Strength: One thing that Kate possesses is strength. She did her time, keeping quite but when she saw she couldn’t do it anymore she sang like a beautiful canary. When she thought she was alone, others came forward, singing with her. She sparked a revolution for other students and girls like her to come out. I adored this part. Kate strength to say the truth, to admit loudly what was done makes her a hero. Fact: 54% of sexual abuse case go unreported. Why? Because people hush the girls/boys up. They don’t want it to look bad or cause problems. *rolls eyes* What Kate did is amazing!

    If your up for an amazing tale of a true heroine, Canary is your story. A bittersweet tale that transpires true, hurtful acts, Canary is a powerful piece of work.

    If you or someone you know is a victim of sexual abuse there is hope. Visit: RAINN or Call: 1-800-656-HOPE

    It’s FREE.SAFE. & CONFIDENTIAL

    5 out of 5 people found this review helpful.

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  • Posted August 5, 2013

    more from this reviewer

    When you see the title Canary you think of the bird right away.

    When you see the title Canary you think of the bird right away. I thought of a beautiful bird living free until it is needed. Some people love Canaries and have them caged and some let them fly free in their homes. This is such a compelling story that I laughed and I cried but in the end I was very proud of the main character for stepping outside the box and doing what needed to be done. I have read several stories that have this subject matter in it and it has made me very angry but this one struck a cord with me because it could happen at any high school and what is even more sadder than that is it has.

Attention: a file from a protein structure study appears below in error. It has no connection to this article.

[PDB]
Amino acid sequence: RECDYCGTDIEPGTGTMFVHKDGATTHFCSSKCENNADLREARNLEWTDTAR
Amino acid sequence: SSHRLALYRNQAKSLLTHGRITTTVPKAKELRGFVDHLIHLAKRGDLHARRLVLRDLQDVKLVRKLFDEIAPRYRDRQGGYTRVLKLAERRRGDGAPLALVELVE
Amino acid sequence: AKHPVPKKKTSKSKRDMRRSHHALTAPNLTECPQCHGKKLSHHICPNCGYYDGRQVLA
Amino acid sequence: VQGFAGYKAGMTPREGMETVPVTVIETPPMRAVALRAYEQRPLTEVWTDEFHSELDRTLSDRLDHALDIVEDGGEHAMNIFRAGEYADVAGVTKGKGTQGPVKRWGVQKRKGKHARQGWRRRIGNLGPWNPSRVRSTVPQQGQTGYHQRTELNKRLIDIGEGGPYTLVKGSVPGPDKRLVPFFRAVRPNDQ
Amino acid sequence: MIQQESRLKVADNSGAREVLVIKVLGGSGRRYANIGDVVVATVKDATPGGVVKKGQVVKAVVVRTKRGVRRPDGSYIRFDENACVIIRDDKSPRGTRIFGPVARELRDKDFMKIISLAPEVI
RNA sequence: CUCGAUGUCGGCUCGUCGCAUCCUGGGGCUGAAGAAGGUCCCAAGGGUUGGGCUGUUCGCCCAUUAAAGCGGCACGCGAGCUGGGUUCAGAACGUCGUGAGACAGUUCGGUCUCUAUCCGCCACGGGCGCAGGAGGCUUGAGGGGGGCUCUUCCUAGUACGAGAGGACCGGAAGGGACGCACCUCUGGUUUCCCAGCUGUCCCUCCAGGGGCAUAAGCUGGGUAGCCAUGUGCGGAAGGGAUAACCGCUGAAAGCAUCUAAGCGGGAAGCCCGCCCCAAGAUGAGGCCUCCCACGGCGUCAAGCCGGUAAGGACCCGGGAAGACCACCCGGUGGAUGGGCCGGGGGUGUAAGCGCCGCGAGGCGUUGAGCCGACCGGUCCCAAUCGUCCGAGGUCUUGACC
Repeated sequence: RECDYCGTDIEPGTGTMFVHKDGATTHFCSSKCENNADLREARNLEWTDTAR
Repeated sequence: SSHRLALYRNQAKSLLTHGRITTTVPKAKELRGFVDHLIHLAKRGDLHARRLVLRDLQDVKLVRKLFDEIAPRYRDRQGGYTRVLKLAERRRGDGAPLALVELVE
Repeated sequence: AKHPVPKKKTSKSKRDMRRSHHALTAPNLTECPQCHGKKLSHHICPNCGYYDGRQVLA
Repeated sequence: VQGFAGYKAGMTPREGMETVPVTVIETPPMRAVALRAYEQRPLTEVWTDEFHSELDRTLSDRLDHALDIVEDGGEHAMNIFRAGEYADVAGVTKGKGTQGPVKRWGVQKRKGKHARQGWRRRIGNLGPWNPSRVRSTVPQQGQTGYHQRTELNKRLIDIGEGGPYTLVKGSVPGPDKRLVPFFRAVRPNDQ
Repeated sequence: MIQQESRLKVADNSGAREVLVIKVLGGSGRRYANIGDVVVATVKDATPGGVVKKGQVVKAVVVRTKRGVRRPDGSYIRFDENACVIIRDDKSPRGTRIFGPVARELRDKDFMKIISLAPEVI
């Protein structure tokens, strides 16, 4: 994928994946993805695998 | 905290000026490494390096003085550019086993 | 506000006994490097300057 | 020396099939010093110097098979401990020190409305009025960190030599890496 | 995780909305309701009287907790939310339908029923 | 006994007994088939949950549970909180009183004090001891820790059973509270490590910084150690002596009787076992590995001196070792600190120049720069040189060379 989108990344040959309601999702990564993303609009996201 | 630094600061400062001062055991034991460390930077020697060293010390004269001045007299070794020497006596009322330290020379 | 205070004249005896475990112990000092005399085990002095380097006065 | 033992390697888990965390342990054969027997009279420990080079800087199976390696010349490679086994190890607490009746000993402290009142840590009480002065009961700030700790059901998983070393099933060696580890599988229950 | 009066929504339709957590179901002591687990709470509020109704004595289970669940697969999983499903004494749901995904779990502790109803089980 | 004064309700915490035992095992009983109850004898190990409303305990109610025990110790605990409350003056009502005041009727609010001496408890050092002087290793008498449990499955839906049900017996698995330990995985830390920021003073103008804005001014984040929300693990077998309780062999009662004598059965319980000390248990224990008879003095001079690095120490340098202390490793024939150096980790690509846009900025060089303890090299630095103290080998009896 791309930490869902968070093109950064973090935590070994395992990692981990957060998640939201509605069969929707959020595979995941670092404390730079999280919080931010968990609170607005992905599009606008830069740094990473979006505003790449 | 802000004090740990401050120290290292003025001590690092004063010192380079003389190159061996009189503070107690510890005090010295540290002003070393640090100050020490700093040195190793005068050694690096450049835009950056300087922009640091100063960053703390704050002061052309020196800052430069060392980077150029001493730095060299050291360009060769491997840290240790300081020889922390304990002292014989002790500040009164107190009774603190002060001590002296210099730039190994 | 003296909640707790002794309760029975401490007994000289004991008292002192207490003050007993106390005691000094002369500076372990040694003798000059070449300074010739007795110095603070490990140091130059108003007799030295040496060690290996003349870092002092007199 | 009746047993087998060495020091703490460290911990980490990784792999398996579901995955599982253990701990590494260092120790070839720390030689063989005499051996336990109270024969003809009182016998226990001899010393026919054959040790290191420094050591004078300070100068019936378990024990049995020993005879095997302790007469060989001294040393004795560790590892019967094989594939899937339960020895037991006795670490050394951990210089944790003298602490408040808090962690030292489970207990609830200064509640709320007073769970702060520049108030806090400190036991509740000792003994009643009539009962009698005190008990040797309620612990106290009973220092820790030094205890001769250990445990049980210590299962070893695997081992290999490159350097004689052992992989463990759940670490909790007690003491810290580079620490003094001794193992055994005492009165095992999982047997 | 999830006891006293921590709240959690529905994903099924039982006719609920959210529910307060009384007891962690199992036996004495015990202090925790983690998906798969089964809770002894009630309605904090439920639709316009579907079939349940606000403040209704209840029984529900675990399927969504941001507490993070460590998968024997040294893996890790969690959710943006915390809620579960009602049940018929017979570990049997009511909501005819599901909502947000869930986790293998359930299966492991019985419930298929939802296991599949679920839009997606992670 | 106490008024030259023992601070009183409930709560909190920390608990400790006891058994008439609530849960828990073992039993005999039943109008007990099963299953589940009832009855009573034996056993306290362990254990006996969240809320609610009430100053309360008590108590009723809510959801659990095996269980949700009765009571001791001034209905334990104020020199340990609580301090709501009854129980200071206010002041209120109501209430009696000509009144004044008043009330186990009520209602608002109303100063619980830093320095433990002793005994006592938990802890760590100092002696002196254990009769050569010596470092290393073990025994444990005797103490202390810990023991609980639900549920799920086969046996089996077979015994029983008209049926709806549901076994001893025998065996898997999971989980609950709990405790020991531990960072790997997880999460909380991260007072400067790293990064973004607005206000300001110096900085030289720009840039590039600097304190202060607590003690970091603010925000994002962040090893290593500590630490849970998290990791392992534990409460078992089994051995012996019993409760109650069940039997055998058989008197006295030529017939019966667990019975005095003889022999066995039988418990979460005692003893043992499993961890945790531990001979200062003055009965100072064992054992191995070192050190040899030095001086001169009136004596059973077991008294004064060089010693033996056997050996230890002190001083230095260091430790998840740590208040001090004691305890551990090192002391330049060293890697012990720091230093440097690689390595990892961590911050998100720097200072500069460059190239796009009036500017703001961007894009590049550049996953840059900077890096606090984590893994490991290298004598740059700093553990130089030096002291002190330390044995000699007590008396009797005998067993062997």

Kate finally has some peace of mind because her father has found a great job at a private prep school. She is dating the star basketball player and she is in love. She has new friends and has begun to enjoy her new life. But things are not always what they seem because Kate and her new friends are at a party when she is assaulted. With no one to go to and no where to go to Kate has to decide whether or not she will report the crime or not. Then when her father finds out what he does is so dam despicable I screamed at the book because I was royally pissed off!




    In the end Kate has to decide if her family is more important than herself. She will have to dig deep and wide and finds herself and do what is right for her and not the school and not the ball players and not her family. This is such a gripping and compelling story for all to read!

    2 out of 2 people found this review helpful.

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  • Posted December 28, 2013

    more from this reviewer

    Canary was one of the book at the very top of my wish list and I